Button fern (Pallaea rotundifolia) characteristic and care guide

Ferns always pose a challenge due to environmental, edaphological and nutritional requirements, which therefore translate into difficult care, and for this reason they are usually a little forgotten at home. Within ferns, as in any type of plant, we have some more delicate than others. Today we bring you one that although it is not a cactus, it could be considered a relatively easy to care fern.



As we have already advanced, it is a fern a little different from the ones we usually know in terms of its care, and how could it be otherwise, it is also so in its morphological characteristics. The leaves of its fronds are not the elongated, lanceolate leaf of the stereotype that we have of the fern. It is an oval or rounded and alternate leaf that confuses many people who do not know this fern. This peculiar fern is native to the Australian continent and is currently present in its native place and on the American continent.

Button fern leaf detail
Source: bowdenhostas.com

It is a very attractive fern as a hanging plant or placed on top of cabinets, shelves so that it drops its fronds into the void, making it so decorative. As we have already advanced, this fern is not too heavy in its care, but why? Now we see it.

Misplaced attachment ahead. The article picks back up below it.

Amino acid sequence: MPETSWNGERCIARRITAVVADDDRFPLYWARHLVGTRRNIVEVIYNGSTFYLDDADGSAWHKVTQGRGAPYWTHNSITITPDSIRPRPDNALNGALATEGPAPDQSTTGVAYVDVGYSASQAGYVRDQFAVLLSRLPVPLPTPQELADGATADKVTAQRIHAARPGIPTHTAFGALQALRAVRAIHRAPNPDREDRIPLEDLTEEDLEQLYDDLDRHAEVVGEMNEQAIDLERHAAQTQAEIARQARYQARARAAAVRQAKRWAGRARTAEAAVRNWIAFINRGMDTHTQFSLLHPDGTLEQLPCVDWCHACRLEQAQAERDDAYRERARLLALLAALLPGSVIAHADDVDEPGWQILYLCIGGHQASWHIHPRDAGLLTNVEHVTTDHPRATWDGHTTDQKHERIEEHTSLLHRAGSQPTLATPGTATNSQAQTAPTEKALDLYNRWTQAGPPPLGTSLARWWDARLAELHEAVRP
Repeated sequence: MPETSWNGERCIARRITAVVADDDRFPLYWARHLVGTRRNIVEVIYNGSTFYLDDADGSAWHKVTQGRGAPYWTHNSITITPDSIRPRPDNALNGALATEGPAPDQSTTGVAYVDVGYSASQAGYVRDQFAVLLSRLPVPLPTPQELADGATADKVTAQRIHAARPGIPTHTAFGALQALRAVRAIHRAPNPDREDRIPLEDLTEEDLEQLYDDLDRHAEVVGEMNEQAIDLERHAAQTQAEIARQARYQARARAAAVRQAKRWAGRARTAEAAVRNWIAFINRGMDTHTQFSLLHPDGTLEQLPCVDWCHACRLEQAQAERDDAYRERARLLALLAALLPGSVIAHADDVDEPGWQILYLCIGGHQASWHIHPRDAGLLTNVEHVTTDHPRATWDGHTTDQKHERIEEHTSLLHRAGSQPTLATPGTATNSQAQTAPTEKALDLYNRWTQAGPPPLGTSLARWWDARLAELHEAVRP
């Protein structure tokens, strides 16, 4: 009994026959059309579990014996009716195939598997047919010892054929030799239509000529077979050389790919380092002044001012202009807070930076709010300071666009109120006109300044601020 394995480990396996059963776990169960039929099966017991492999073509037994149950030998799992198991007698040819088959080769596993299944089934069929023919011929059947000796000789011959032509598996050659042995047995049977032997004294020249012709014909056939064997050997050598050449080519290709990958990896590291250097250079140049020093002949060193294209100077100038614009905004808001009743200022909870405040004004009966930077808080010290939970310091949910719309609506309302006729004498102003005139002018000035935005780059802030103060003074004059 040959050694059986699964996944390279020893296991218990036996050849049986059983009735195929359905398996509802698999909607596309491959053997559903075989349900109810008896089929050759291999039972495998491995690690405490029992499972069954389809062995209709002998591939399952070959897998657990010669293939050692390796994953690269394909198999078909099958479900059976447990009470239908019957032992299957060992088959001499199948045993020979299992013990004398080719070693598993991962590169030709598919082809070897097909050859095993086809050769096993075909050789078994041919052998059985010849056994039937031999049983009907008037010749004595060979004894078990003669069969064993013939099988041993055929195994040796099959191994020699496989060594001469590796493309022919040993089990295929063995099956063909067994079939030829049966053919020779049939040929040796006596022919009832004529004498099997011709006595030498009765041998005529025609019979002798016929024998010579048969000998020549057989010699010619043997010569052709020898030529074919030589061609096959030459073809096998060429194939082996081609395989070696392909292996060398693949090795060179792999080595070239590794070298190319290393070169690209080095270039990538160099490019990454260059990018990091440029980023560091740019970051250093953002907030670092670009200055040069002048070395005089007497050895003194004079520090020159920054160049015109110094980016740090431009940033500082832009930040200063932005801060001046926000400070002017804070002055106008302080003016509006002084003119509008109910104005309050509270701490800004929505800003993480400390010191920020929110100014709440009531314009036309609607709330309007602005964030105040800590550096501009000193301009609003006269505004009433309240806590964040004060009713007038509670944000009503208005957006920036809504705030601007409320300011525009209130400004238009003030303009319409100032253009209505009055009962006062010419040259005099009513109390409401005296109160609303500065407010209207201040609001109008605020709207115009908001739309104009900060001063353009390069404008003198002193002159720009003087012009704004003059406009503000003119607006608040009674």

This is one of the reasons why this fern is easier to care for. Ferns tend to prefer constant and mild temperatures or something cool, which is why, at home, it is sometimes difficult to have it if we do not want to be with a scarf on. The button fern develops perfectly at the 21ºC that a home should have, so it is ideal. If it is warmer, it is very possible that it begins to have a little worse.


This is one of the few ferns that supports somewhat higher light conditions than what these curious plants have used to. As long as the humidity is adequate and the substrate does not dry out, this fabulous fern will withstand somewhat higher light conditions than the rest. We usually place ferns in humid places such as kitchen or bathroom (if it has natural light) or in darker areas of the house. The button fern can be located in sunnier orientations as long as it is not directly .


An aspect that we must not neglect neither this, nor in any fern. Watering a fern is one of the most delicate points. We always keep in mind the fern in wooded, shady and high rainfall areas. Therefore, one of the most common failures is to keep the substrate soaked thinking that it will develop well by not lacking water. We have to keep the substrate humidity constant , but not soak it.


Acid. As in any fern. There are special substrates for fern that will be ideal if we do not want to break our heads doing it. However, it also has some tolerance to somewhat less acidic soils. In any case, they must be light, humid soils, rich in highly decomposed organic matter. Peat and mulch are the most common.


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